After moving to Boston from Virginia to spy on his sister who just started college, Boyd finds himself working for the student union where he raises hell more often than he should.
Runtime: 30 minutes
Boston Common - Boston Common - Netflix
Boston Common (also known as the Common) is a central public park in downtown Boston, Massachusetts. It is sometimes erroneously referred to as the Boston Commons. Dating from 1634, it is the oldest city park in the United States. The Boston Common consists of 50 acres (20 ha) of land bounded by Tremont Street, Park Street, Beacon Street, Charles Street, and Boylston Street. The Common is part of the Emerald Necklace of parks and parkways that extend from the Common south to Franklin Park in Jamaica Plain, Roxbury, and Dorchester. A visitors' center for all of Boston is located on the Tremont Street side of the park.
The Central Burying Ground is located on the Boylston Street side of Boston Common and contains the burial sites of the artist Gilbert Stuart and the composer William Billings. Also buried there are Samuel Sprague and his son, Charles Sprague, one of America's earliest poets. Samuel Sprague was a participant in the Boston Tea Party and fought in the Revolutionary War. The Common was designated as a Boston Landmark by the Boston Landmarks Commission in 1977.
Boston Common - Grounds - Netflix
The Boston Common Frog Pond sits at the heart of Boston Common. Managed by The Skating Club of Boston in partnership with the City of Boston, Frog Pond is home to a winter ice skating rink and learn-to-skate school, a reflecting pool in the spring and fall, and a summer spray pool and children’s carousel. The softball fields lie in the southwest corner of the Common. A grassy area forms the western part of the park and is most commonly used for the park's largest events. A parking garage lies under this part of the Common. A granite slab there commemorates Pope John Paul II's October 1979 visit to Boston. In 1913 and 1986, prehistoric sites were discovered on the Common indicating Native American presence in the area as far back as 8,500 years ago. Since 1971 the Province of Nova Scotia has donated the annual Christmas Tree to the City of Boston as an enduring thank-you for the relief efforts of the Boston Red Cross and the Massachusetts Public Safety Committee following the Halifax Explosion of 1917. In recent years the tree has been located on the Common.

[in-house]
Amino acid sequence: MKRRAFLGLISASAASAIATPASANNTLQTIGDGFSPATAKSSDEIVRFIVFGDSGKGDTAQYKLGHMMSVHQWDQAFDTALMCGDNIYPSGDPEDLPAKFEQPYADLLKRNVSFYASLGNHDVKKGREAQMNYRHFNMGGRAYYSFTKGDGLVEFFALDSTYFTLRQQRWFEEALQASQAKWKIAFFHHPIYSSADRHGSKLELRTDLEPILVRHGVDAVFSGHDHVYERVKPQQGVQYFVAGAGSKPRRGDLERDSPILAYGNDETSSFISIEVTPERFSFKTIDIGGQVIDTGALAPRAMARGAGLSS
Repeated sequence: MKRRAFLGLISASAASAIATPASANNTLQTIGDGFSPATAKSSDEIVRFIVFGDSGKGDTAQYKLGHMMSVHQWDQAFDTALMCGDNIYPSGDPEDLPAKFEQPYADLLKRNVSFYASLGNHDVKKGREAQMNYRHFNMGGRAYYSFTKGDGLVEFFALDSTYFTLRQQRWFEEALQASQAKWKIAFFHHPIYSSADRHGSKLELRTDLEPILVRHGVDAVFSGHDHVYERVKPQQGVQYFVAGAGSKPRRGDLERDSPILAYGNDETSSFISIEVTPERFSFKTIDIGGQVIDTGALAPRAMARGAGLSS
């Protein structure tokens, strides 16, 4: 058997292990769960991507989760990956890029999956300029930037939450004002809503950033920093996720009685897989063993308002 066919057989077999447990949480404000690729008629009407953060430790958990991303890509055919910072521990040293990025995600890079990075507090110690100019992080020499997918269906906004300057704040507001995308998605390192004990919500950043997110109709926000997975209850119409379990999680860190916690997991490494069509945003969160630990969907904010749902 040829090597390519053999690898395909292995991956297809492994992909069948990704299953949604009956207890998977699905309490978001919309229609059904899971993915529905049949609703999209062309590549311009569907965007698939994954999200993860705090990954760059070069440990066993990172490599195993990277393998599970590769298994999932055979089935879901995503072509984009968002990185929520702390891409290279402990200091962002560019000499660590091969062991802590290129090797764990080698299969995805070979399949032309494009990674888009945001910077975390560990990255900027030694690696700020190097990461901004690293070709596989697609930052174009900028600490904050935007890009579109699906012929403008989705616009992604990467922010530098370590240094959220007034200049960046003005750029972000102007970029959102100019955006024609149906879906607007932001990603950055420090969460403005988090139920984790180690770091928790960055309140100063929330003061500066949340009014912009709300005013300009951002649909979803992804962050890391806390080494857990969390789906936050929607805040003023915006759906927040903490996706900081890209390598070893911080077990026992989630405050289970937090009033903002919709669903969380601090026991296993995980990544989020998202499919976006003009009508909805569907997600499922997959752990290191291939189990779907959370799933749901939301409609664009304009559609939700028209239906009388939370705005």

The Common forms the southern foot of Beacon Hill. Boston Common is the southern end of Boston's Freedom Trail.
Boston Common - References - Netflix